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Mortality after infection with methicillin-resistant Staphylococcus aureus(MRSA) diagnosed in the community
BMC Medicine volume 6, Article number: 2 (2008)
Outbreak reports suggest that community-acquired methicillin-resistant Staphylococcus aureus (MRSA) infections can be life-threatening. We conducted a population based cohort study to assess the magnitude of mortality associated with MRSA infections diagnosed in the community.
We used the United Kingdom's General Practice Research Database (GPRD) to form a cohort of all patients with MRSA diagnosed in the community from 2001 through 2004 and up to ten patients without an MRSA diagnosis. The latter were frequency-matched with the MRSA patients on age, GPRD practice and diagnosis date. All patients were older than 18 years, had no hospitalization in the 2 years prior to cohort entry and medical history information of at least 2 years prior to cohort entry. The cohort was followed up for 1 year and all deaths and hospitalizations were identified. Hazard ratios of all-cause mortality were estimated using the Cox proportional hazards model adjusted for patient characteristics.
The cohort included 1439 patients diagnosed with MRSA and 14,090 patients with no MRSA diagnosis. Mean age at cohort entry was 70 years in both groups, while co-morbid conditions were more prevalent in the patients with MRSA. Within 1 year, 21.8% of MRSA patients died as compared with 5.0% of non-MRSA patients. The risk of death was increased in patients diagnosed with MRSA in the community (adjusted hazard ratio 4.1; 95% confidence interval: 3.5–4.7).
MRSA infections diagnosed in the community are associated with significant mortality in the year after diagnosis.
Methicillin-resistant Staphylococcus aureus (MRSA) is increasingly implicated in potentially lethal hospital-acquired infections [1, 2]. Some of the MRSA strains that are found in patients in the community have been acquired during hospitalization or a visit to a hospital. However, MRSA strains likely originating outside of hospitals and different from those found in hospitals have been identified [3–5]. People who are infected by MRSA in the community have different risk factors than those infected in hospitals [1, 2], particularly as common risk factors in hospitals may be rare or absent in the community.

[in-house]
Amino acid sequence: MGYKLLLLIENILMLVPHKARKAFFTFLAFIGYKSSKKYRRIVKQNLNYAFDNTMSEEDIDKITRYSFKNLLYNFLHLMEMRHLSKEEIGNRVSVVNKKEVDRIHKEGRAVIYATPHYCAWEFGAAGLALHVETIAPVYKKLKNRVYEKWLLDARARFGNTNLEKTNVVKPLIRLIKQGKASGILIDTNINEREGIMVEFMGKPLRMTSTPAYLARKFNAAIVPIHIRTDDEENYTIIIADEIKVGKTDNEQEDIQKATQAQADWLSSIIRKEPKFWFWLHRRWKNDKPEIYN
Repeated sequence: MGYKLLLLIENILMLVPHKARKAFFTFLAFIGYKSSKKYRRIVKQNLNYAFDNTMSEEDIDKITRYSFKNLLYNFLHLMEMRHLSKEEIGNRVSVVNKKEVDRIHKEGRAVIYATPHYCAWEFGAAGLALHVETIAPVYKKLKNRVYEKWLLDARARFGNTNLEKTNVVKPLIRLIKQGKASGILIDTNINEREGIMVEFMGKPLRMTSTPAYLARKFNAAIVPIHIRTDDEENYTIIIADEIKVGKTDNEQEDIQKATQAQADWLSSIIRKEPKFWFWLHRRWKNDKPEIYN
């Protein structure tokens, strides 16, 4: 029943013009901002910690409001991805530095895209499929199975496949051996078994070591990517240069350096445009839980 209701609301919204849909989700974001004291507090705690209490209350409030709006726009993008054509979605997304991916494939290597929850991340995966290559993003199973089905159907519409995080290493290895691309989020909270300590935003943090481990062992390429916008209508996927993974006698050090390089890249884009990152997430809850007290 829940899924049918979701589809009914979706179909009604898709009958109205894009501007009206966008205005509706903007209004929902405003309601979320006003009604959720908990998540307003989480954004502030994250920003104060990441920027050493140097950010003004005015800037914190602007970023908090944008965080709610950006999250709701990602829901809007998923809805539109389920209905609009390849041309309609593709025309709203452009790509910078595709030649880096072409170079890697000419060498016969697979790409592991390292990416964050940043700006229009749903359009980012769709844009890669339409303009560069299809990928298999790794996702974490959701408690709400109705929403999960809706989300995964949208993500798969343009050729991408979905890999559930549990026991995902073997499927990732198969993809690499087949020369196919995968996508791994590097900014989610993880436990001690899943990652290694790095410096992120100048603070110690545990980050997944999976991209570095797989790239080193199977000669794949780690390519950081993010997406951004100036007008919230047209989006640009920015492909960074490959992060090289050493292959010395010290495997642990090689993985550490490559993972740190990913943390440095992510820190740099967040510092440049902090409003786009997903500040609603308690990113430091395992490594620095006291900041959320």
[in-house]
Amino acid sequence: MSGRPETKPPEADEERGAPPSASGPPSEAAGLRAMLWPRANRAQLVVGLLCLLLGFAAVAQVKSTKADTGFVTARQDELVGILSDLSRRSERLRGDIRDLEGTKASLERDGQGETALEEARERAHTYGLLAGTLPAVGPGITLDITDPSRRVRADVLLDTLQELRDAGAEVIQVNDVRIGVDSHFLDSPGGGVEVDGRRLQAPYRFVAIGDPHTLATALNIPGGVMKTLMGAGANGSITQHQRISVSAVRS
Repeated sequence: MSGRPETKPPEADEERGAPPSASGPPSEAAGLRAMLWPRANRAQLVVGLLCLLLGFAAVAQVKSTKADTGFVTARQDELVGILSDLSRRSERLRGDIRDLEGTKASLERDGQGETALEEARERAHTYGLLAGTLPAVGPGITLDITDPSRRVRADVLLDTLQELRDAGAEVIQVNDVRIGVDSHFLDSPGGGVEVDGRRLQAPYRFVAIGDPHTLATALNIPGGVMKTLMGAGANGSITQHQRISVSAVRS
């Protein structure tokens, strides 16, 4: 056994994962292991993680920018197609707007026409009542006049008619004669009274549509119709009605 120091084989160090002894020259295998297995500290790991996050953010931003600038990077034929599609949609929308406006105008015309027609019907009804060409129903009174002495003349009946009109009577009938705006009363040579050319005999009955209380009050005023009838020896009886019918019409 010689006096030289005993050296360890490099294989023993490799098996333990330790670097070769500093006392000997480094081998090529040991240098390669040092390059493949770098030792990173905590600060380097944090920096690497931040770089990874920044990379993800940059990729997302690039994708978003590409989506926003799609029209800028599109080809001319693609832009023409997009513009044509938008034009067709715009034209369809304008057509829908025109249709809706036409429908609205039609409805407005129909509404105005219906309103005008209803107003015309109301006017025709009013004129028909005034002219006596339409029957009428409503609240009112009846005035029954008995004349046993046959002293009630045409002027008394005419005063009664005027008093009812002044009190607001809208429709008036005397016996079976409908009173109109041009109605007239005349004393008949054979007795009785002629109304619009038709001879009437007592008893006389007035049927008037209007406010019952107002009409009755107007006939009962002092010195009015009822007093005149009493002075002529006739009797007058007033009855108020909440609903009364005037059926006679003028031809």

While hospital-acquired MRSA infections can be fatal [1, 2], cases of severe and life-threatening MRSA infections from the community have also been reported [6–8] and these case reports suggest that the prognosis of community-acquired MRSA infections may be poor . However, hospital-based studies do not capture patients from the community whose infection does not require hospital care, and thus such studies or case reports cannot evaluate the impact of this infection on mortality. To date, no population-based study has evaluated the prognosis and mortality of MRSA patients diagnosed in the community.
We thus conducted a large cohort study to assess mortality associated with MRSA infections diagnosed in the community in comparison with a population-based sample of patients free of this infection.
We used the General Practice Research Database (GPRD) between 1 January 2001 and 31 December 2005 for this study. The GPRD contains the diagnostic, testing and prescribing records of approximately 3.2 million patients from over 400 general practices in the United Kingdom (UK) as recorded by their GPs. The GPRD is extensively used for medical research [10, 11] and has been used previously for prognostic work in cardiovascular disease , as well as infectious disease research [13, 14]. GPRD data is routinely audited for quality  and is considered to be of high validity for medical research.
Cohort definition and follow-up